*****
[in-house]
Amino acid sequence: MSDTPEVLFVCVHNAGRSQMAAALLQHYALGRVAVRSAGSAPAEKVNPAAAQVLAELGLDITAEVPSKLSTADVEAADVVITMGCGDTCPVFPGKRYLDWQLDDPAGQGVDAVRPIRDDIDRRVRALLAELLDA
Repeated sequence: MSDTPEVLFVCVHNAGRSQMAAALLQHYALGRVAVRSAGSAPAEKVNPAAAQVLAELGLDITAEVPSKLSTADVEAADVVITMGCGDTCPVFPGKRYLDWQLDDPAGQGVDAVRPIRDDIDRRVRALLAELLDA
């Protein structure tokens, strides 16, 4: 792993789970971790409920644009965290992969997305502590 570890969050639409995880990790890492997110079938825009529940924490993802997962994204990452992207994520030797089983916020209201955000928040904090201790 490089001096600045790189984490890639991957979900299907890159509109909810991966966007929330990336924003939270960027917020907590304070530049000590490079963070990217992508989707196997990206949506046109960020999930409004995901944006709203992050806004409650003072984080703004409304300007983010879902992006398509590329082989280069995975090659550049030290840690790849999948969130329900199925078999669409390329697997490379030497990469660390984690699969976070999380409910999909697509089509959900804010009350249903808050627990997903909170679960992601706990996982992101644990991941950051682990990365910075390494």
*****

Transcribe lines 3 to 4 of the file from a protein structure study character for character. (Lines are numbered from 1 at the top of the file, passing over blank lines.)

Repeated sequence: MSDTPEVLFVCVHNAGRSQMAAALLQHYALGRVAVRSAGSAPAEKVNPAAAQVLAELGLDITAEVPSKLSTADVEAADVVITMGCGDTCPVFPGKRYLDWQLDDPAGQGVDAVRPIRDDIDRRVRALLAELLDA
């Protein structure tokens, strides 16, 4: 792993789970971790409920644009965290992969997305502590 570890969050639409995880990790890492997110079938825009529940924490993802997962994204990452992207994520030797089983916020209201955000928040904090201790 490089001096600045790189984490890639991957979900299907890159509109909810991966966007929330990336924003939270960027917020907590304070530049000590490079963070990217992508989707196997990206949506046109960020999930409004995901944006709203992050806004409650003072984080703004409304300007983010879902992006398509590329082989280069995975090659550049030290840690790849999948969130329900199925078999669409390329697997490379030497990469660390984690699969976070999380409910999909697509089509959900804010009350249903808050627990997903909170679960992601706990996982992101644990991941950051682990990365910075390494």